the lady I spoke to in person. He told me the Blue Foam is a 3lb ployfoam. He recommended a different configuration over the phone, but i'm going in to see him tomorrow so I will have more then.


If the 3 lb is accurate, this would be a very high density and good quality polyfoam for the 6” support core. A very high density normally seen for a polyfoam core is in 2-2.5 lb range.

As for the ripping of the zones. Andy at TON Furniture, said that it is best the mattress be zoned in the middle (transition) layer. The top (comfort) and bottom (support) layer should be one slap of foam of 1 thickness and density. Only the middle layer should be zoned with different materials to minimize or reduce ripping/deterioration of the foam at the seams and prolong its life as opposed to zoning the top comfort layer. I hope this clarifies things for you. What are your thoughts on this?


Yes, this make more sense to me, thank you. Having a zoning system in the middle or even deeper layers is common, but I would tend to make my decision primarily based upon the comfort provided by the arrangement.

The densities are as follows for the Reloks mattress from TON:
Top Layer: 35 ILD he didn't know the density rating
Middle Layer 1.7LB
Bottom Layer is 1.9LB


The ILD is more important to know for the latex layer (density/ILD are closely related for Talalay latex), but a 35ILD is quite firm. The density for the 2” polyfoam core at 1.7 lb is just a little below what I’d like to see at 1.8 lb, and the polyfoam 6” core at 1.9 lb is a good density, but at your BMI “ideally” I’d like to see a slightly higher ILD for the polyfoams near 2 lb.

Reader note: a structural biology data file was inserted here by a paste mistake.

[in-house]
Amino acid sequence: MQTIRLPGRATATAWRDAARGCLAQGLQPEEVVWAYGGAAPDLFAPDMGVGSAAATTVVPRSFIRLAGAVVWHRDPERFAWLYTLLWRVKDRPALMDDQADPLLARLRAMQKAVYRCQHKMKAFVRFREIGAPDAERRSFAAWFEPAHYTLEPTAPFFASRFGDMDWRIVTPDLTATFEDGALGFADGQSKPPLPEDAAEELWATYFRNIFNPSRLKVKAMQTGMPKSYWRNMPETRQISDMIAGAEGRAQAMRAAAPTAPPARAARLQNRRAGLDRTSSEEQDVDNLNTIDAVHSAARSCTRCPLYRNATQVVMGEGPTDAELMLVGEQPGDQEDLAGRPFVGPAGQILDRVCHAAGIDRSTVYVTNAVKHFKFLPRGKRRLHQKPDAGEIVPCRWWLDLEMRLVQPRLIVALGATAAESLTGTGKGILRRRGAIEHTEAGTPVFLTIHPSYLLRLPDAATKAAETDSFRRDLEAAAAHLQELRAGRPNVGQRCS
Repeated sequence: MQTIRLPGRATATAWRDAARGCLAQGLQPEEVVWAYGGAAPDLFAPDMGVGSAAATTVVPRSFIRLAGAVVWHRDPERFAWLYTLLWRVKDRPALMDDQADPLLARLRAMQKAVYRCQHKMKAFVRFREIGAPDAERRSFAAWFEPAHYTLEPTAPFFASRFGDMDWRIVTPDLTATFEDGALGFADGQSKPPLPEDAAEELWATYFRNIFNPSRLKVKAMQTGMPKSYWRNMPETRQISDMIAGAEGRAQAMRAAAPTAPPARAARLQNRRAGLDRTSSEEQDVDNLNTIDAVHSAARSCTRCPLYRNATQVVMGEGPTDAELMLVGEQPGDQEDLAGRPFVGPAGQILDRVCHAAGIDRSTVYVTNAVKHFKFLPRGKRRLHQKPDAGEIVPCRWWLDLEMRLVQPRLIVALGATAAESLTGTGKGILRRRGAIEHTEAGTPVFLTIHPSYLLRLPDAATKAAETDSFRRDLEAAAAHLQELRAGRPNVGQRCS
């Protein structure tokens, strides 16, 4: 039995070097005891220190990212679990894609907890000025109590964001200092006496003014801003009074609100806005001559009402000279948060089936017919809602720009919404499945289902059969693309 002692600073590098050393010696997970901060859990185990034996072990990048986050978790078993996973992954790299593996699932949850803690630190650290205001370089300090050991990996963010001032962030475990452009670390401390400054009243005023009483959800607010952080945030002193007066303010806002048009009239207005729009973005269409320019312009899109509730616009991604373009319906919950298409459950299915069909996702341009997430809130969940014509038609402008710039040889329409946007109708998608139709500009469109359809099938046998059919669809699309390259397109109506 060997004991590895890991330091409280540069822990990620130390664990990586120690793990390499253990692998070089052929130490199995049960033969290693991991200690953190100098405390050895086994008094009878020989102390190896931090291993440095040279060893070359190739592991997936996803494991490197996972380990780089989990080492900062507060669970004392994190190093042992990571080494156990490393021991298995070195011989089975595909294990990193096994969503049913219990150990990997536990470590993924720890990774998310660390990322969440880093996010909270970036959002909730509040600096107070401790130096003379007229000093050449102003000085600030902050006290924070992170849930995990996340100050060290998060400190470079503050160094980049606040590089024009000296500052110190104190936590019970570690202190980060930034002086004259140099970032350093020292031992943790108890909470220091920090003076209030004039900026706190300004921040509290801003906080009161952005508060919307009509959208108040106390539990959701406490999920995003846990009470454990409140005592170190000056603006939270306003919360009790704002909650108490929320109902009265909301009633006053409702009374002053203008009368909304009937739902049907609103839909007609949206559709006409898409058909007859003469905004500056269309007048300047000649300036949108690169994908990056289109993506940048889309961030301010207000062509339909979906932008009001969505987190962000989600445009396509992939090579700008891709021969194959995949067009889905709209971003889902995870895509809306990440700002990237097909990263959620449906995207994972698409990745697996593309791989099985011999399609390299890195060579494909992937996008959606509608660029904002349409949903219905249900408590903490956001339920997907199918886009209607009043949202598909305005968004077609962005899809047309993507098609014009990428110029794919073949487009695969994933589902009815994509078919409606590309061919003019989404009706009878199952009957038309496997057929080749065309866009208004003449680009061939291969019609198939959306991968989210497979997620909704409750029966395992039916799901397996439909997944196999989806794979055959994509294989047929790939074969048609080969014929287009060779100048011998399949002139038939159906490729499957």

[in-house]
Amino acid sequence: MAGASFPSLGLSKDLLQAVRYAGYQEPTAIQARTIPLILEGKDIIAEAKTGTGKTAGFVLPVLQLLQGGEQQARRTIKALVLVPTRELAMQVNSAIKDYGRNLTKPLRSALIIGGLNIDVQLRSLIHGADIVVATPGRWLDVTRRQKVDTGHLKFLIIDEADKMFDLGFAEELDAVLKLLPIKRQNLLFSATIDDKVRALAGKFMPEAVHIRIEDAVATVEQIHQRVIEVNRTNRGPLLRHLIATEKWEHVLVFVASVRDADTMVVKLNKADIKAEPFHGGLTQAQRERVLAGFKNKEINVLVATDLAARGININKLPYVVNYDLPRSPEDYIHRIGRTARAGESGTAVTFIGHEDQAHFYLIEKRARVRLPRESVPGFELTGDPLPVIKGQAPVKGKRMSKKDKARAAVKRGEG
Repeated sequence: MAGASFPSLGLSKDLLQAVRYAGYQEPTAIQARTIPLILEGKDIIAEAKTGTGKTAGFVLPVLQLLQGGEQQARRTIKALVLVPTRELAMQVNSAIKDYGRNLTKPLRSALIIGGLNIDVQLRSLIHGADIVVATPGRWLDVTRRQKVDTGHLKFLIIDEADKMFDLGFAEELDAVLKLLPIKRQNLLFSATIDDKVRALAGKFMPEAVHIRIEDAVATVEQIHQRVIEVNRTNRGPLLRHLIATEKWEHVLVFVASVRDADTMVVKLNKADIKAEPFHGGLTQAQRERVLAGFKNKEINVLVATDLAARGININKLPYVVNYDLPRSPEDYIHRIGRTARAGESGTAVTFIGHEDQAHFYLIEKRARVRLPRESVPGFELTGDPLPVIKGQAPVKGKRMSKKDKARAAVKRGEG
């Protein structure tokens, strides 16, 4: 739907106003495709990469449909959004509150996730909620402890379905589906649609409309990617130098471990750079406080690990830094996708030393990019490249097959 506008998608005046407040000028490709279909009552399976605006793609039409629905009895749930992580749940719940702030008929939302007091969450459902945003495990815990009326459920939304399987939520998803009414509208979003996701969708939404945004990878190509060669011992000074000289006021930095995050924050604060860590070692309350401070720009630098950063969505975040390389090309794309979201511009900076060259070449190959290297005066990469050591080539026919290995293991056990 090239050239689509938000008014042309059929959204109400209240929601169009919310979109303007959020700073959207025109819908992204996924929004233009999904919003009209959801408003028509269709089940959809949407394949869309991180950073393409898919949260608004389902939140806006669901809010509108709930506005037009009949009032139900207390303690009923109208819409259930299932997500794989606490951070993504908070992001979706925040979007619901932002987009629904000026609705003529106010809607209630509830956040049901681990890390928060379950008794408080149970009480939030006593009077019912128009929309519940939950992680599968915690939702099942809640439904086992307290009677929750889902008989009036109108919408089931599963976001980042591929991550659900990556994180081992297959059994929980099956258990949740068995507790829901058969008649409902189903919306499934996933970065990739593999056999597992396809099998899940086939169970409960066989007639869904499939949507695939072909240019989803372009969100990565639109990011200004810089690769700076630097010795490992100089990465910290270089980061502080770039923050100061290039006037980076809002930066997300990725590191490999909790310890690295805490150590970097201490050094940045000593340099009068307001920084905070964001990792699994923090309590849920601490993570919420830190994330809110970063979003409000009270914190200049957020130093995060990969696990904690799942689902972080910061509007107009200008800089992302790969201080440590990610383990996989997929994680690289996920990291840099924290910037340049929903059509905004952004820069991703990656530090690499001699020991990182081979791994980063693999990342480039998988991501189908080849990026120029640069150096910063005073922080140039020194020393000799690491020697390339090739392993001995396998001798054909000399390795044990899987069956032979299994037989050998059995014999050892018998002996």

What are your thoughts on Selene foam. Apparently its a new type of foam which is superior to the existing memory foam that I heard a couple of the manufacturers mention.


You’d have to provide me a link to what you’re specifically referencing so I an be more accurate in my reply.

Phoenix
15 Aug 2017 09:46
Replied by Phoenix on topic Tried Purple, considering local mattress Perfect Bliss line

Tried Purple, considering local mattress Perfect Bliss line

Category: General Mattresses Questions

Hi anotherscott,

Good point, though the fact remains that you probably need to spend more than $999 to get the benefits of this $999 mattress.


This would apply to any mattress you purchased, as you’ll need to acquire a mattress pad/protector and a set of sheets (and perhaps a pillow or two). This is not unique to this particular mattress. You’ll always want to maintain a healthy and comfortable sleep environment.

As for other mattresses where point elasticity is paramount, is there a certain "spec" that tells you that that is the case? i.e. is there an easy way to know whether a given mattress will specifically benefit from stretchy accessories?